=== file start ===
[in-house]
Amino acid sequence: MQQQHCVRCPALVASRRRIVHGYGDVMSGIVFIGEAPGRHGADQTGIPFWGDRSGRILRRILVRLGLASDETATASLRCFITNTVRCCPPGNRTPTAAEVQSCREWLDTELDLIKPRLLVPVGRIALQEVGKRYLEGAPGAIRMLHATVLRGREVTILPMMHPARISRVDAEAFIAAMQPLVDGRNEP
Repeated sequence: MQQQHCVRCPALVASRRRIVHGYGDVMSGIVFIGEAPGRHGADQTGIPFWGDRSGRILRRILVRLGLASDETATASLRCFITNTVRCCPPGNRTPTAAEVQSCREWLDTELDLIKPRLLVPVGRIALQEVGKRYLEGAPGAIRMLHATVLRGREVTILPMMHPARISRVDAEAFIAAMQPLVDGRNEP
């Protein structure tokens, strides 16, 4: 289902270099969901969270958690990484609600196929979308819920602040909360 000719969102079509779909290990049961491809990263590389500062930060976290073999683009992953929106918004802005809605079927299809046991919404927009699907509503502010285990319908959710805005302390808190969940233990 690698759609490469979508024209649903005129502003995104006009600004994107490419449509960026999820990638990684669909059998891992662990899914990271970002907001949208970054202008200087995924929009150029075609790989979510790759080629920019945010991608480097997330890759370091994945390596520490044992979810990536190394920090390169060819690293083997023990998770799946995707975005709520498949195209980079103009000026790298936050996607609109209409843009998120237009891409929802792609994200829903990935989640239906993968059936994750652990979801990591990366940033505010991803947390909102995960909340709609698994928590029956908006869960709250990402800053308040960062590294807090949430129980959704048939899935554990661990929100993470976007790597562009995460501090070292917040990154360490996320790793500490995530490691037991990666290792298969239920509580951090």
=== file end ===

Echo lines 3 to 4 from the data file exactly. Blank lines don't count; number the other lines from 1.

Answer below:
Repeated sequence: MQQQHCVRCPALVASRRRIVHGYGDVMSGIVFIGEAPGRHGADQTGIPFWGDRSGRILRRILVRLGLASDETATASLRCFITNTVRCCPPGNRTPTAAEVQSCREWLDTELDLIKPRLLVPVGRIALQEVGKRYLEGAPGAIRMLHATVLRGREVTILPMMHPARISRVDAEAFIAAMQPLVDGRNEP
């Protein structure tokens, strides 16, 4: 289902270099969901969270958690990484609600196929979308819920602040909360 000719969102079509779909290990049961491809990263590389500062930060976290073999683009992953929106918004802005809605079927299809046991919404927009699907509503502010285990319908959710805005302390808190969940233990 690698759609490469979508024209649903005129502003995104006009600004994107490419449509960026999820990638990684669909059998891992662990899914990271970002907001949208970054202008200087995924929009150029075609790989979510790759080629920019945010991608480097997330890759370091994945390596520490044992979810990536190394920090390169060819690293083997023990998770799946995707975005709520498949195209980079103009000026790298936050996607609109209409843009998120237009891409929802792609994200829903990935989640239906993968059936994750652990979801990591990366940033505010991803947390909102995960909340709609698994928590029956908006869960709250990402800053308040960062590294807090949430129980959704048939899935554990661990929100993470976007790597562009995460501090070292917040990154360490996320790793500490995530490691037991990666290792298969239920509580951090």